Henry Maitland Wilson, 1st Baron Wilson bigraphy, stories - British field marshal

Henry Maitland Wilson, 1st Baron Wilson : biography

5 September 1881 - 31 December 1964

Field Marshal Henry Maitland Wilson, 1st Baron Wilson, GCB, GBE, DSO (5 September 1881 – 31 December 1964), also known as "Jumbo" Wilson, saw active service in the Second Boer War and then during the First World War on the Somme and at Passchendaele. During the Second World War he served as General Officer Commanding (GOC) British Troops in Egypt, in which role he launched Operation Compass, attacking Italian forces with considerable success, in December 1940. He went on to be Military Governor of Cyrenaica in February 1941, Commander of a Commonwealth expeditionary force to Greece in April 1941 and General Officer Commanding Palestine and Trans-Jordan in May 1941.

Wilson became General Officer Commanding the British Ninth Army in Syria and Palestine in October 1941, General Officer Commanding Persia and Iraq Command in August 1942 and General Officer Commanding Middle East Command in February 1943. In the closing stages of the War he was Supreme Allied Commander in the Mediterranean, from January 1944, and then Chief of the British Joint Staff Mission in Washington D. C. from January 1945.

Sources

Early life and military service

Born in London, England, the son of Captain Arthur Maitland Wilson and his wife Harriet Wilson (née Kingscote), Wilson was educated at Eton College and the Sandhurst.Heathcote, p.308 He was commissioned into the Rifle Brigade as a 2nd lieutenant on 10 March 1900. He served with the 2nd Battalion in South Africa in the Second Boer War, and having taken part in operations there in August 1900, was promoted to lieutenant on 18 March 1901. He was posted with his battalion to Egypt and then in 1907 to India. Promoted to captain on 2 April 1908 he served with the 3rd Battalion at Bordon in Hampshire and then in Tipperary in Ireland, and in 1911 became Adjutant of the Oxford OTC.

Wilson served in the Great War, being appointed Brigade Major of 48th Brigade on 15 October 1914; having been promoted to the rank of acting major in December 1914 and then to the substantive rank of major on 15 September 1915, he was sent to France to serve on the Western Front in December 1915. His capabilities as a staff officer led to him being moved to become GSO 2 of the 41st Division on the Somme and of the XIX Corps at Passchendaele. In October 1917 he was appointed GSO 1 of the New Zealand Division with promotion to temporary lieutenant colonel on 28 October 1917. For his war service he was awarded the DSO in 1917 and was thrice mentioned in dispatches.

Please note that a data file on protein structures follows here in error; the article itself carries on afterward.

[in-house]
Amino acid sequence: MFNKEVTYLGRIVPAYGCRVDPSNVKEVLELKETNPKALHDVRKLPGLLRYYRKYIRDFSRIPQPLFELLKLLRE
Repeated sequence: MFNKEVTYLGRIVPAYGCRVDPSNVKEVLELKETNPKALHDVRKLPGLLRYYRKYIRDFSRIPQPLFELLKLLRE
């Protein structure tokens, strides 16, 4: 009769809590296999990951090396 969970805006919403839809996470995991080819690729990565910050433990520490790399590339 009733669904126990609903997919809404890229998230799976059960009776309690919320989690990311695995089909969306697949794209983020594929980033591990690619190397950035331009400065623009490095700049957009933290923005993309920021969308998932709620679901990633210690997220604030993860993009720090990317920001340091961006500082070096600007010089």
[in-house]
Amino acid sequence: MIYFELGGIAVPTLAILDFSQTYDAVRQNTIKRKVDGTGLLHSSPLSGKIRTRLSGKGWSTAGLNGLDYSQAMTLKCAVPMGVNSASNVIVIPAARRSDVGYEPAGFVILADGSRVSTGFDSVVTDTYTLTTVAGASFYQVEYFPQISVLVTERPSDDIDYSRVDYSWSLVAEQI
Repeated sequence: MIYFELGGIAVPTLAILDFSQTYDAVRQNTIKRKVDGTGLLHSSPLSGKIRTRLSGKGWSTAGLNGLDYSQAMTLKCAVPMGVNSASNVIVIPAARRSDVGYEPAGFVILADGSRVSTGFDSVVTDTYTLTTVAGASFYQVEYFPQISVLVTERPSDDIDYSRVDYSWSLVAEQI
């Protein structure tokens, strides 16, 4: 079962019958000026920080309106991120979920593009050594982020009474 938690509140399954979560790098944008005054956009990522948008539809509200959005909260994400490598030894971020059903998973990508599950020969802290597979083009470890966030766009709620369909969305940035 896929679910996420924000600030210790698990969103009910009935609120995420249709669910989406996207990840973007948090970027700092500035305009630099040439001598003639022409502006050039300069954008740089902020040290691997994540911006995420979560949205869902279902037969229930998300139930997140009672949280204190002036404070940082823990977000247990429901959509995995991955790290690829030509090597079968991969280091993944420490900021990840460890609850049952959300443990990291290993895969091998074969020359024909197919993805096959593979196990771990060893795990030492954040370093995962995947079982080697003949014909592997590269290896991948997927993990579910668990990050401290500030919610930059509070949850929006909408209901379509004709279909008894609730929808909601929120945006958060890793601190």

After being promoted to brevet lieutenant colonel on 1 January 1919 and being hand-picked for the first post-war staff course at Camberley, Wilson was given command of a company of cadets at Sandhurst.Heathcote, p. 309 He then became second-in-command of the 2nd Battalion, the Rifle Brigade at Aldershot in August 1923. Next he took command of his regiment's 1st Battalion on the North-West Frontier in January 1927, receiving promotion to the substantive rank of lieutenant colonel on 15 June 1927.

Returning to be an instructor at Camberley in June 1930, Wilson spent 9 months on half pay in 1933. Promoted to temporary brigadier, he became Commander of 6th Infantry Brigade in 1934 and, having been promoted to major-general on 30 April 1935, he became General Officer Commanding 2nd Division in August 1937.

Second World War

Egypt (1939–1941)

On 15 June 1939, Wilson was appointed General Officer Commanding (GOC) British Troops in Egypt, with the rank of lieutenant general, in which role he was also responsible for giving military advice for a range of countries from Abyssinia to the Persian Gulf. He made his HQ in Cairo and undertook successful negotiations with the Egyptian government at their summer quarters in Alexandria. The Treaty of 1936 called for the Egyptian army to fight under British command in the event of war and to supplement the limited force then at his disposal — an armoured division then being formed (later to be the 7th Armoured Division) and eight British battalions. He concentrated his defensive forces at Mersa Matruh some 100 miles from the border with Libya.

Living octopus

Living octopus

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